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Environmental science & technology

Formation of N-nitrosodiphenylamine and two new N-containing disinfection byproducts from chloramination of water containing diphenylamine.


PMID 19924982

Abstract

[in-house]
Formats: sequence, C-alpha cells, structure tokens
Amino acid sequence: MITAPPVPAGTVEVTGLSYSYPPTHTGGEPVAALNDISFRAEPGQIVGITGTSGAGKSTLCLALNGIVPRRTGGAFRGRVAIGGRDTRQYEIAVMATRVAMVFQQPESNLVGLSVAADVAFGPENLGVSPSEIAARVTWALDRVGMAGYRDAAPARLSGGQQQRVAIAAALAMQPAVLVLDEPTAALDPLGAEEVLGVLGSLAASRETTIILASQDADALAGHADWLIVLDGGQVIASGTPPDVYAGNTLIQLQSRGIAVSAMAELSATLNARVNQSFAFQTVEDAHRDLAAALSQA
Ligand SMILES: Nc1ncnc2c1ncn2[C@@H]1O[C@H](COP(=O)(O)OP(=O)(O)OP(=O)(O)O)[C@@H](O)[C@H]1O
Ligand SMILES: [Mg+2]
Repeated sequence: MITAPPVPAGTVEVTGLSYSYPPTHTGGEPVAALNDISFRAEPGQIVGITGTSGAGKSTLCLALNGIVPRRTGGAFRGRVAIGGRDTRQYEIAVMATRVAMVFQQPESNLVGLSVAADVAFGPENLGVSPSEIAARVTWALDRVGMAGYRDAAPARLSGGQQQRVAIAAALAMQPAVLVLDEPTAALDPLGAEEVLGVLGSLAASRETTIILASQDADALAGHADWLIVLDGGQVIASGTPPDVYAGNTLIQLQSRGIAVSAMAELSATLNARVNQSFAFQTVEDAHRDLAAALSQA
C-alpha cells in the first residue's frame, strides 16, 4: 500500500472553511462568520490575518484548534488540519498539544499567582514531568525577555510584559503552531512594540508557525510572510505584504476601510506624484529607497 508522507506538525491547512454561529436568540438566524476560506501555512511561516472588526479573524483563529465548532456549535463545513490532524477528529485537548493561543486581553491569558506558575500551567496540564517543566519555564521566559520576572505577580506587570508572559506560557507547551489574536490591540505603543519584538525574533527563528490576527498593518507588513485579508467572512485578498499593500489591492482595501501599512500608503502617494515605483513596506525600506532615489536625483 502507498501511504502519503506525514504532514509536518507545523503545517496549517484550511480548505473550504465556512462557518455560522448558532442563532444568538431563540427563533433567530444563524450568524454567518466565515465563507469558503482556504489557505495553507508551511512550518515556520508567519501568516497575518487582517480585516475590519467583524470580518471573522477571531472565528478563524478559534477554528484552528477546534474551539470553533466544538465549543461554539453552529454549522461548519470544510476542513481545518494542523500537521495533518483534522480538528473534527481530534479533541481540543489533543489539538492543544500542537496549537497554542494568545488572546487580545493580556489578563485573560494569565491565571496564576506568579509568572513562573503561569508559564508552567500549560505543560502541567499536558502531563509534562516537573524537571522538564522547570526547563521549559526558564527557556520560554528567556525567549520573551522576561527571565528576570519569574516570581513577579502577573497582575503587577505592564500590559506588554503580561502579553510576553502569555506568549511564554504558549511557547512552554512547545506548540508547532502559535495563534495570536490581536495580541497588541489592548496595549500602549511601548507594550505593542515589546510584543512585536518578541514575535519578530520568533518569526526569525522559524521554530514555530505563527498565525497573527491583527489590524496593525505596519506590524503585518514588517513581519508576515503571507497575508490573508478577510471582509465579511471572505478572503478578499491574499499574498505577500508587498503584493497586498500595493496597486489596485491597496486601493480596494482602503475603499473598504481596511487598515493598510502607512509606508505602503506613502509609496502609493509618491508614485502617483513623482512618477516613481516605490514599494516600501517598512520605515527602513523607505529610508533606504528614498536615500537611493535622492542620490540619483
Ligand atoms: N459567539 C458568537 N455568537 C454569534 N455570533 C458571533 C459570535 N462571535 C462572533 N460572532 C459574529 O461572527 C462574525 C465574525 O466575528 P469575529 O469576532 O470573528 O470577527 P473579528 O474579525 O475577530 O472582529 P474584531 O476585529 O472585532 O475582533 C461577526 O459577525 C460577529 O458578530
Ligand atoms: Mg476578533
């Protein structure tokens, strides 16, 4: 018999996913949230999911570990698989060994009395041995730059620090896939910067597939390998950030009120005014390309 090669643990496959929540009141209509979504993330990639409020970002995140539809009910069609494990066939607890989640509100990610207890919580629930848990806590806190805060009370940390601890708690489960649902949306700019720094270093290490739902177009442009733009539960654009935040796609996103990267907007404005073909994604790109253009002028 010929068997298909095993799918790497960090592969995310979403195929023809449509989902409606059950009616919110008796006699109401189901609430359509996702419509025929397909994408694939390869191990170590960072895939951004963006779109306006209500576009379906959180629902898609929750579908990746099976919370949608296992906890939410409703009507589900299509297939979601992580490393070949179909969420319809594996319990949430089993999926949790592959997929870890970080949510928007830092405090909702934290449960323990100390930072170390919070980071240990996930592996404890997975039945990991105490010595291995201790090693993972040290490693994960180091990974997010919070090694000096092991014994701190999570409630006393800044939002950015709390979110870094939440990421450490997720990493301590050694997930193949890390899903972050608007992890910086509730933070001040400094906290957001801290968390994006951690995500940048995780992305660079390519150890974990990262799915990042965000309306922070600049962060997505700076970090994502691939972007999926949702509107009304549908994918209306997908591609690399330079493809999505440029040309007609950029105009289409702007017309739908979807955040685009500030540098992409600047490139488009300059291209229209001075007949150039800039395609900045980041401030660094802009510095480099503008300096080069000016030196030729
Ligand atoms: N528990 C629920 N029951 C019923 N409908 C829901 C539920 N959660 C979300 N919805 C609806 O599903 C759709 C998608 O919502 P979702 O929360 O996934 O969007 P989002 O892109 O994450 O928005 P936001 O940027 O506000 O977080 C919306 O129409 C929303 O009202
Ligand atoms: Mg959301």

N-nitrosodiphenylamine (NDPhA) is a disinfection byproduct (DBP) in drinking water. However, it is not known what governs the formation of NDPhA and which precursor(s) in the raw water is responsible for its formation. We report here diphenylamine (DPhA) as a key precursor of NDPhA, and we describe the effect of water pH and chloramination conditions on the formation of NDPhA. To identify precursors of NDPhA, raw water samples were collected from the same drinking water system in which NDPhA was previously detected. Analysis of the raw water samples showed the presence of 1.3 ng/L of DPhA and no detectable NDPhA. Seven hours after the treatment of the raw water with chloramines, the concentration of DPhA decreased to 0.4 ng/L with corresponding formation of NDPhA (0.4 ng/L). Controlled experiments involving chloramination of DPhA in water showed that chloramines were essential to the formation of NDPhA, and that increasing the pH from 4 to 10 resulted in 64-fold enhancement in NDPhA formation. Removal of DPhA and formation of NDPhA was found by mass imbalance, which led to the identification of two new DBPs, phenazine (MW 180 Da) and a chlorinated phenazine derivative (MW 216 Da), using liquid chromatography tandem mass spectrometry and gas chromatography mass spectrometry. Both new DBPs were detected only in the treated water and not in the raw water. Phenazine and N-chlorophenazine have never been reported as DBPs and neither their occurrence in drinking water nor their health effects are known.